Republican Sen. Ted Cruz returned to form at a rally in Colorado late Wednesday, telling reporters he sees no historical imperative to approve Hillary Clinton’s judicial nominees, including those to the U.S. Supreme Court.
“You know, I think there will be plenty of time for debate on that issue,” Cruz told reporters, according to The Washington Post’s Dave Weigel. “There is certainly long historical precedent for a Supreme Court with fewer justices. I would note, just recently, that Justice Breyer observed that the vacancy is not impacting the ability of the court to do its job. That’s a debate that we are going to have.”
Some legal scholars have endorsed reducing the size of the Court, arguing it would mitigate against judicial adventurism, as well as the bare-knuckle floor flights which now surround confirmation battles. (RELATED: Law Professors: Smaller SCOTUS Is Probably Better For Everyone)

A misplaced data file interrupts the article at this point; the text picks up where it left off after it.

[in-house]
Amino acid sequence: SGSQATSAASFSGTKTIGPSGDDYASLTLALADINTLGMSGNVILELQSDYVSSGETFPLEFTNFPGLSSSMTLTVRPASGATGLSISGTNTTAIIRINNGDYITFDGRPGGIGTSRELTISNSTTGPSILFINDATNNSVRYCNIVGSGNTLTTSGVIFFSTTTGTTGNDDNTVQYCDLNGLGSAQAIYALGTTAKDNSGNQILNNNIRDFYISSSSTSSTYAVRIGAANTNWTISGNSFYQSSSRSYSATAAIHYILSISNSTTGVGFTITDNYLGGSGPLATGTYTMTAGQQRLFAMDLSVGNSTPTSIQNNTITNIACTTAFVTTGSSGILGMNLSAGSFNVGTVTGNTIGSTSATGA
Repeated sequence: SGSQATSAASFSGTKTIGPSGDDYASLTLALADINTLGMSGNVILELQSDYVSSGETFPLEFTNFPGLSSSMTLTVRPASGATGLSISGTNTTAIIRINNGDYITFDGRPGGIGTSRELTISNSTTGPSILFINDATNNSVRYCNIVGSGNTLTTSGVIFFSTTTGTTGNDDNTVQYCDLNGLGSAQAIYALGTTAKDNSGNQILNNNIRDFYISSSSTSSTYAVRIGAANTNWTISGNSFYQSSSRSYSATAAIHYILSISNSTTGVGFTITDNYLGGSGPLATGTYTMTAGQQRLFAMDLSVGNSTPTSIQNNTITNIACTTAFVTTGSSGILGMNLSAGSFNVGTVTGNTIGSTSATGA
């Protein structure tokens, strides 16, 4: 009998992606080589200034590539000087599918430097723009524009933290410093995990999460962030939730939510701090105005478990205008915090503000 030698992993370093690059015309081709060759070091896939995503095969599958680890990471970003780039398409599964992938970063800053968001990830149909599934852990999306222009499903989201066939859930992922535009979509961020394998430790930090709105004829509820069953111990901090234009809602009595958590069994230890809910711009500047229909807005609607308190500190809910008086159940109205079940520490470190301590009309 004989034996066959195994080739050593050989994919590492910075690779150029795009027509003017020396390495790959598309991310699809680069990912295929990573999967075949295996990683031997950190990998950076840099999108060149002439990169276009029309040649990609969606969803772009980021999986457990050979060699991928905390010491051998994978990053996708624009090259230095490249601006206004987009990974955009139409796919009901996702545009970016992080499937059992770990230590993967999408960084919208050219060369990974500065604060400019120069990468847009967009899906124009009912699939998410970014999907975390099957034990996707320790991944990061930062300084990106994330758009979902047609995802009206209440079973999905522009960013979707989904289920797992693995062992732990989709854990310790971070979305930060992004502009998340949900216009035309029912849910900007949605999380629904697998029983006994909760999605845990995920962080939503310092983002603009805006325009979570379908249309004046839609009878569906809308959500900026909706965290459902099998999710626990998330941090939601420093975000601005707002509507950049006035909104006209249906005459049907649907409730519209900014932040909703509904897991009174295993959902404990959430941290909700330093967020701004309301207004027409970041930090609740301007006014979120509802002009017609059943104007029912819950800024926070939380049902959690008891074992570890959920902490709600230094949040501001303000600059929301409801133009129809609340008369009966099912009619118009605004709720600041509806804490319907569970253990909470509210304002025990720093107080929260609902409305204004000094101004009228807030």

Cruz’s remarks, which echo those made by Arizona Sen. John McCain, prompted outgoing Democratic Leader Sen. Harry Reid to tell Talking Points Memo that Senate Democrats should change the body’s rules governing Supreme Court nominations, should they seize control of the chamber in the November election.
Reid altered the rules for confirming the president’s nominees in 2013 when he was Majority Leader, eliminating the filibuster for all judicial nominations (the so-called “nuclear option”), except for the U.S. Supreme Court.
“I really do believe that I have set the Senate so when I leave, we’re going to be able to get judges done with a majority,” he said. “It takes only a simple majority anymore. And, it’s clear to me that if the Republicans try to filibuster another circuit court judge, but especially a Supreme Court justice, I’ve told them how and I’ve done it, not just talking about it. I did it in changing the rules of the Senate. It’ll have to be done again.”
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